Mark Steel: Bush and English cricket have a lot in common

The US President's plan can only come from someone who runs an empire
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Was George Bush in charge of England's Ashes team? Because the battle for the Ashes and for Iraq have been fought along similar lines.

First came the optimism, and a dramatically anticipated opening. I saw the opening night of the Ashes series in an all-night sports bar, with hundreds of cricket fans intensely living each ball. Even in the toilet, which I went into resigned to missing around three minutes play, a row of screens was placed at head height so you could carry on watching mid-slash. At one point a rare decent English ball went past an Australian bat, causing a line of blokes to lean back in formation and go: "Oooo". On the odd occasion England took a wicket, I should think it took a cleaner five minutes to clear up the mess with a mop.

But any rational mind could see beforehand that the series was likely to go painfully wrong. And, within a couple of weeks came England's spectacular defeat in Adelaide, which I listened to throughout, as if keeping vigil by a dying relative; the outcome was inevitable but to leave would be disrespectful.

Yet, not long ago, these players had ridden round Trafalgar Square in triumph before adoring crowds. I can't remember for certain but I think there was a huge banner overhead saying "Mission Accomplished" and a speech from Freddie Flintoff that went: "We have prevailed."

England had played brilliantly, but they'd only just won, at home. Even so, they were declared world champions, awarded honours, and you expected the Queen to go to each player in turn, pronouncing: "You shall have the pick of any maiden in my kingdom and rule one 11th of my land, which from this day will be known as Harmison Shire."

But English cricket was only just emerging from an image of being a stuffy genteel pastime ruled by Tory idiots, and this wasn't overturned in one series. So now, following the disappointment of the recent Ashes series, there's to be an investigation into the débâcle. And the favourite to lead it is John Major, the Tory idiot's Tory idiot, whose government was the débâcle's débâcle.

That's how to reconnect a game with the country's youth - put John "Lily Allen" Major in charge. They might as well say: "It is essential that we widen the appeal of the sport to encourage a new generation of cricketers, which is why we have appointed as the next head of the English Cricket Board Field Marshal Haig, whose experience as commander in the First World War renders him the ideal candidate, especially as he has continued to take a keen interest in all aspects of cricket since his death 70 years ago."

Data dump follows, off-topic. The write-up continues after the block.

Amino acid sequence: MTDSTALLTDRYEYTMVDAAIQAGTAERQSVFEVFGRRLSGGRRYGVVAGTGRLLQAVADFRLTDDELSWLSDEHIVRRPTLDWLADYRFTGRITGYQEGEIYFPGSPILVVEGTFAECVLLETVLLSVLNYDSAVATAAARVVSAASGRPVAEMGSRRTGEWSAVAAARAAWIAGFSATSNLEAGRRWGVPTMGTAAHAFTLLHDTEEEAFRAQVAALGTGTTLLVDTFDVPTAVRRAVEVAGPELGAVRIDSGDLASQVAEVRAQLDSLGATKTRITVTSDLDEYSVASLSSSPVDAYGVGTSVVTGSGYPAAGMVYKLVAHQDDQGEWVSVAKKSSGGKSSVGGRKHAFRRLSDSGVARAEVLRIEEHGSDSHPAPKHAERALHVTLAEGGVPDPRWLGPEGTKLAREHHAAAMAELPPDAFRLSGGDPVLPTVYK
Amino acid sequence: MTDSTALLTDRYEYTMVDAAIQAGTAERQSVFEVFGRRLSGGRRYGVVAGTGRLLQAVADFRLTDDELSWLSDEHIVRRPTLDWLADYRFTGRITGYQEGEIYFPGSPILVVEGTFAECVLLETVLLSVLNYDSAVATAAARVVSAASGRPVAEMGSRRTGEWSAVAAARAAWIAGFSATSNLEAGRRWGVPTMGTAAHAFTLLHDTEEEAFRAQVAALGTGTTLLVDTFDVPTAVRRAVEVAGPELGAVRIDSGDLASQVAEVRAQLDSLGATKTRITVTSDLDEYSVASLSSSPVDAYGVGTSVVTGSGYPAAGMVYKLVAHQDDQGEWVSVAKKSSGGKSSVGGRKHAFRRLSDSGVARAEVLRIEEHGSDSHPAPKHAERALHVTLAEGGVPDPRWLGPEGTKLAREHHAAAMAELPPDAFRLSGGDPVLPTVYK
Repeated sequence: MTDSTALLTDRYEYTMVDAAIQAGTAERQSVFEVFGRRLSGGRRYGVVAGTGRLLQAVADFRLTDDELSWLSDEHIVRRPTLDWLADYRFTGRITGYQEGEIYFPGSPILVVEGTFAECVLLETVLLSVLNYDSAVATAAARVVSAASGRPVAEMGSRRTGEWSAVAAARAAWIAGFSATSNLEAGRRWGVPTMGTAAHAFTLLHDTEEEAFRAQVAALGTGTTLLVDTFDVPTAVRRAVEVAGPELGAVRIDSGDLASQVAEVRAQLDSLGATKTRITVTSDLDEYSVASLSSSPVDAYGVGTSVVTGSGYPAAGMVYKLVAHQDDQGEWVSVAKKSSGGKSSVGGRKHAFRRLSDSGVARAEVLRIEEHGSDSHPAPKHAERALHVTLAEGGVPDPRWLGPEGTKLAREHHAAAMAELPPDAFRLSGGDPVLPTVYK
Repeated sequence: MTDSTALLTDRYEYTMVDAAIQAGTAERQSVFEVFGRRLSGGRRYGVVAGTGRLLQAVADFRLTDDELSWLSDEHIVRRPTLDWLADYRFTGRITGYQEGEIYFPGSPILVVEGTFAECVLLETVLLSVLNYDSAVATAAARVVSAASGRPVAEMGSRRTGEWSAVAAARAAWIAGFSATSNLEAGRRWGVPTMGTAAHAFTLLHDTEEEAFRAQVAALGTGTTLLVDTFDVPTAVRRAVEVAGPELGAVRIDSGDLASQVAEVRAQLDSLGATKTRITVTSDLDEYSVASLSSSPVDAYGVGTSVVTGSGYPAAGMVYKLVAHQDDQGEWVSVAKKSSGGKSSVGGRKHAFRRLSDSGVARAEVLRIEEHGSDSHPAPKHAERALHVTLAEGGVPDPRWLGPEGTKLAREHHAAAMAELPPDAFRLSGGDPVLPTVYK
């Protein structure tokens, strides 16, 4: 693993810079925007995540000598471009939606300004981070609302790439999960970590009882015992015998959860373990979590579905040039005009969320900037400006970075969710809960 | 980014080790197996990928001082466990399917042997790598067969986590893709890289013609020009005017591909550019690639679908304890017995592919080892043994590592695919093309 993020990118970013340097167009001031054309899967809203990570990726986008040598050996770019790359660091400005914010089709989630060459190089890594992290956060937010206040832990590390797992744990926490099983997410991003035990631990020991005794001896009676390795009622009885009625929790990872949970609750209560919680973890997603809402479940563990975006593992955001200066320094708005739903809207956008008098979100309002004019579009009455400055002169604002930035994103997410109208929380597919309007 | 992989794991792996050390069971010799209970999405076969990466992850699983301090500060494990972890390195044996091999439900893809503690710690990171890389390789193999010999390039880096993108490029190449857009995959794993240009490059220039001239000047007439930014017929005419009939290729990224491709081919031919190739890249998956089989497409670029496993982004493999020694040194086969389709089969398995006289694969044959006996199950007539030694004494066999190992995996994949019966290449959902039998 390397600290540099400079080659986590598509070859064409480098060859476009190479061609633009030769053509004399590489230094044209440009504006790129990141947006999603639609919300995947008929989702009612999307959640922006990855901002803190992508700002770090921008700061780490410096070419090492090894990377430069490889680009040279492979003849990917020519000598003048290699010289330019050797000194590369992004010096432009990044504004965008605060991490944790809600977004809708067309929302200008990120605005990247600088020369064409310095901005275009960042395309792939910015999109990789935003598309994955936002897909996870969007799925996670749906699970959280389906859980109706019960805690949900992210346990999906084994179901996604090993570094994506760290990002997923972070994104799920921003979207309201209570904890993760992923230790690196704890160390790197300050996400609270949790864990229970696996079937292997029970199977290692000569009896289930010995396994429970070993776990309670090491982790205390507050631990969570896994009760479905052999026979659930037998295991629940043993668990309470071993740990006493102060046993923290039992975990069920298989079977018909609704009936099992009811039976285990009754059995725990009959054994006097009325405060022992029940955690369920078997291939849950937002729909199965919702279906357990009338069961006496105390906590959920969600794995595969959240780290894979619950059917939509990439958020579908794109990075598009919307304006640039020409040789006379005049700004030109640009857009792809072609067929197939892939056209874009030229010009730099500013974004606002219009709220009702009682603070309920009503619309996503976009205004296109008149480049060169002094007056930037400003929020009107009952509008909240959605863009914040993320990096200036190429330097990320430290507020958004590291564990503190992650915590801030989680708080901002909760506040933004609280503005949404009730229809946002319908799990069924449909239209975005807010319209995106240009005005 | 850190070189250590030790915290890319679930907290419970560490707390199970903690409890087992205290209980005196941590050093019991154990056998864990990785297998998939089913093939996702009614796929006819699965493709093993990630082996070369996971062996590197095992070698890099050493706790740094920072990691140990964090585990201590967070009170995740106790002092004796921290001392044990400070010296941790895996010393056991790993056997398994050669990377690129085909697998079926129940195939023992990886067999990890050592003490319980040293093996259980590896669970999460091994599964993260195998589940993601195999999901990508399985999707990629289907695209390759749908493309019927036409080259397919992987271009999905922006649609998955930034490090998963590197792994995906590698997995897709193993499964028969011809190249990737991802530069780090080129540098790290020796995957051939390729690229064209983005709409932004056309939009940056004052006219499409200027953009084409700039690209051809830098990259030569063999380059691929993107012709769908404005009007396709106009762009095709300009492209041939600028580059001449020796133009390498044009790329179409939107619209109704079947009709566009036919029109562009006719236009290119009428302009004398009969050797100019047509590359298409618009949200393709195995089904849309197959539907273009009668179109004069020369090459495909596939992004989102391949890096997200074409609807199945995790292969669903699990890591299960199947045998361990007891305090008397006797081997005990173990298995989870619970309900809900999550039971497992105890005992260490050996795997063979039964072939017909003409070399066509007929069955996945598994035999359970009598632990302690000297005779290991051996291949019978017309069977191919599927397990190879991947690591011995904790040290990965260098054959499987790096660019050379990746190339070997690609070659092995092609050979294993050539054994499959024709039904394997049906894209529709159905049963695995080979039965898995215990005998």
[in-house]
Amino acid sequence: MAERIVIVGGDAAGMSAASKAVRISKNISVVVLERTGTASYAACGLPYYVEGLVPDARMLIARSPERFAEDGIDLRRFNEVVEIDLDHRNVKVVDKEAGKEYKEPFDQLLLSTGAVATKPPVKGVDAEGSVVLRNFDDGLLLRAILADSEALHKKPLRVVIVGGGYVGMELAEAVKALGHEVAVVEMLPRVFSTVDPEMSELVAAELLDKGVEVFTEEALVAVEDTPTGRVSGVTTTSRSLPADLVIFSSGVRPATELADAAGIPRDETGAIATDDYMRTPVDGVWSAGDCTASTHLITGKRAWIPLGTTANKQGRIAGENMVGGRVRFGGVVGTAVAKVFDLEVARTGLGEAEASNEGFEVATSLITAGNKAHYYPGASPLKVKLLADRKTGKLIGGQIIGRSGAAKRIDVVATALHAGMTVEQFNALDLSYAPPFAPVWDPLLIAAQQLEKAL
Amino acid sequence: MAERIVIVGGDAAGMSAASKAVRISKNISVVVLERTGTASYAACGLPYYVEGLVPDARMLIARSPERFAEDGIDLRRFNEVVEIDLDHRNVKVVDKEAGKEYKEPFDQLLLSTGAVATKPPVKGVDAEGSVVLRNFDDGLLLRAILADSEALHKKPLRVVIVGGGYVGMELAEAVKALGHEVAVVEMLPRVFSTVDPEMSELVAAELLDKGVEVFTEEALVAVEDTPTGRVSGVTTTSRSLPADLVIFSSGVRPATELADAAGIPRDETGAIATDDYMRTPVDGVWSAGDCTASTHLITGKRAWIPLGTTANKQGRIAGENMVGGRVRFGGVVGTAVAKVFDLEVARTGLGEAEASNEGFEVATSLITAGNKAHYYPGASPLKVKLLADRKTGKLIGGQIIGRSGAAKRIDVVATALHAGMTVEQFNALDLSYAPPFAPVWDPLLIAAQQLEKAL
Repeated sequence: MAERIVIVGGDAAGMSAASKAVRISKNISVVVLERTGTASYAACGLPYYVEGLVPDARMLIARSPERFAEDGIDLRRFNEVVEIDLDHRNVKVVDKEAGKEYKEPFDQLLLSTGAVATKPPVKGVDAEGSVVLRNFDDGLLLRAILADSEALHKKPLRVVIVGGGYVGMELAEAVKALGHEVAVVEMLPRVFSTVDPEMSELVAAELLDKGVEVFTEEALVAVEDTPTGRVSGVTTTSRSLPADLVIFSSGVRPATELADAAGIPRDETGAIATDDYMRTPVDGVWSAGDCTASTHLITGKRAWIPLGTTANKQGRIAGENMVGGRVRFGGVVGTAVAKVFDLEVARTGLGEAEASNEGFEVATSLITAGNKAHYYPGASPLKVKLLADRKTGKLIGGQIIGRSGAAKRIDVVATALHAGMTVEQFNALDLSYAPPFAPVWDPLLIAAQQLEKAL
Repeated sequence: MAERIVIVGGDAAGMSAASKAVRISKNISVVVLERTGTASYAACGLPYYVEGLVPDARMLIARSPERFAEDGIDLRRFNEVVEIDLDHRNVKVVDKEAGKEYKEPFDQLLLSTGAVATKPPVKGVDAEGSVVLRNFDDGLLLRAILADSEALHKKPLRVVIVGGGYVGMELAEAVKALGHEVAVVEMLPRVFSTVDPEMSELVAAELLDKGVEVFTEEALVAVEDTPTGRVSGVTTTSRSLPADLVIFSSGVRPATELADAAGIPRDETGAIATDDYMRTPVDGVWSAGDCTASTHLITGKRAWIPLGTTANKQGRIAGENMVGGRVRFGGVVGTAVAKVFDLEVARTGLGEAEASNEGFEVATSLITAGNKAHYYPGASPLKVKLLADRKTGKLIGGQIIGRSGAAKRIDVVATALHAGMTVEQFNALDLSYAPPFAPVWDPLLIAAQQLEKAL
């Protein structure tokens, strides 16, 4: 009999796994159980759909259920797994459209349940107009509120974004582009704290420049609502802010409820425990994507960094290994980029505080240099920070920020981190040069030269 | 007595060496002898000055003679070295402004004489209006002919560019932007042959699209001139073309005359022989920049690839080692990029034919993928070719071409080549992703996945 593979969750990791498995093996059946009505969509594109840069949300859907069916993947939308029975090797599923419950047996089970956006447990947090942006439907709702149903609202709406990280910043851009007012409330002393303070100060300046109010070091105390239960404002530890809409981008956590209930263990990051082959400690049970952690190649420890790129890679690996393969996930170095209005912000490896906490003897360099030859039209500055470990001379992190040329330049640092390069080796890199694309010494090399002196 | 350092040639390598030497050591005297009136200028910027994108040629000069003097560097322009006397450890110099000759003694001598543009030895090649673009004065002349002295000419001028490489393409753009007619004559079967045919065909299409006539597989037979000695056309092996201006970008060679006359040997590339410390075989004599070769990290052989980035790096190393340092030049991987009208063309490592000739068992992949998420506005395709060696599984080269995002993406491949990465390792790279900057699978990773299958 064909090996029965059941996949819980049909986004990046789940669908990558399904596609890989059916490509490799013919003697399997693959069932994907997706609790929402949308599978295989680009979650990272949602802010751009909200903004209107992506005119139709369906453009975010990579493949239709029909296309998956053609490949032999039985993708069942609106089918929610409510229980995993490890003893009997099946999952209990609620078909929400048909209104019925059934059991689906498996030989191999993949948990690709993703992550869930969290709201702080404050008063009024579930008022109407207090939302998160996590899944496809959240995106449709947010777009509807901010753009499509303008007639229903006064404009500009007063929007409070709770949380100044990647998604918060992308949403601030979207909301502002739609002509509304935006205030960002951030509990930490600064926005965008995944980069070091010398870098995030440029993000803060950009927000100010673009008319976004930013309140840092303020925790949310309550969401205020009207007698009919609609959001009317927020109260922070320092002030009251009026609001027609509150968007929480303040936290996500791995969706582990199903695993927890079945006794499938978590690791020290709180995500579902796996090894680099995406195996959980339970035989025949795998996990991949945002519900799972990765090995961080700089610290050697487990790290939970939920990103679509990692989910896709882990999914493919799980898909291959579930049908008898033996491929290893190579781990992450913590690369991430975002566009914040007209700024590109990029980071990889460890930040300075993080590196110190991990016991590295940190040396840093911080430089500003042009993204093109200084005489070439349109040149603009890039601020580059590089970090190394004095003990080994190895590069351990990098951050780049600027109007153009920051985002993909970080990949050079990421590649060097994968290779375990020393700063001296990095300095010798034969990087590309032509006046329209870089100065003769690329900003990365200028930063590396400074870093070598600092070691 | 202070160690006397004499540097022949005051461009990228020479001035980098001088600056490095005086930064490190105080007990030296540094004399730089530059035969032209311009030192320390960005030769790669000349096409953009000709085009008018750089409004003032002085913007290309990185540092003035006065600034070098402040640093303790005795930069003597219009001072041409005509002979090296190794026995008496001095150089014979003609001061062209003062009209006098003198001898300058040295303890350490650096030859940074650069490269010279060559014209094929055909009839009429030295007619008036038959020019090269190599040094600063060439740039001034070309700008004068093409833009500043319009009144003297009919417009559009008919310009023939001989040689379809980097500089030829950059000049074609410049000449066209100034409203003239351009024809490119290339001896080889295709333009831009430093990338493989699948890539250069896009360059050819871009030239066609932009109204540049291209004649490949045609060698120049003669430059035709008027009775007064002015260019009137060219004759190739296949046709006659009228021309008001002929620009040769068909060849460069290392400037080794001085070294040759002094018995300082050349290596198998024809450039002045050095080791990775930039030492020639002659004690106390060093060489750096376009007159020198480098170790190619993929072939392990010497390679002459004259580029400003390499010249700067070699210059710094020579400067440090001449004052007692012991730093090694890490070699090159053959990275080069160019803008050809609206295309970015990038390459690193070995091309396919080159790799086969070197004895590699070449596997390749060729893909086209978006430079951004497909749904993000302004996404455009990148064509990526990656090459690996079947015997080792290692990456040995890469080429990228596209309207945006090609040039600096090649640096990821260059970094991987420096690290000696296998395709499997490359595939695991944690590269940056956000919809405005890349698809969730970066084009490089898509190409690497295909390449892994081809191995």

The problem is that we retain some of the mentality of empire. We think we are naturally superior and, as long as we tinker with the personnel, the natural order will be restored.

And as America's empire gets older, they're adopting a similar mentality. So a Republican congressman supported Bush's proposal to sort out Iraq by sending 20,000 more troops by saying: "There isn't a single capital city that can't be controlled by the world's greatest army."

A logical mind might wonder how this will work, given that 80 per cent of people in Baghdad support attacks on occupying troops. Maybe Bush is being honest when he says he supports the democratic will of the Iraqi people, in which case when the new troops arrive they'll join in with the 80 per cent and start firing on the old ones already there.

It's a novel thought process that assumes: "I know what will stop us being hated - doing even more of the thing they hate." It would be like if Jonathan King decided to win over the public by announcing he was planning to seduce another 20,000 teenage boys.

Bush's plan can only come from the mind of someone who runs an empire. If his country isn't winning, he only has to send more troops or pick a different captain, or something. Which is exactly what happened in Vietnam. The generals kept insisting they would win with just a few more troops until they incinerated three countries, and still lost. And on the embassy roof in Saigon there was probably still an American general saying to the Viet Cong: "Alright then - best of three."

Eventually, I suppose, every empire comes to terms with the fact it has no divine right to rule. Otherwise, at every meeting of the Rome Borough Council, someone would shout: "Never mind the new one-way system around the Trevi fountain, let's invade France. I mean come on - we didn't wipe out Carthage by hesitating - let's go."

The delusions of those who run English cricket spoil the game for the whole country, just as the delusions of those who run America spoil America. The difference is that, if the English had been able to send another 20,000 to bat against Australia, we'd have stood an even chance.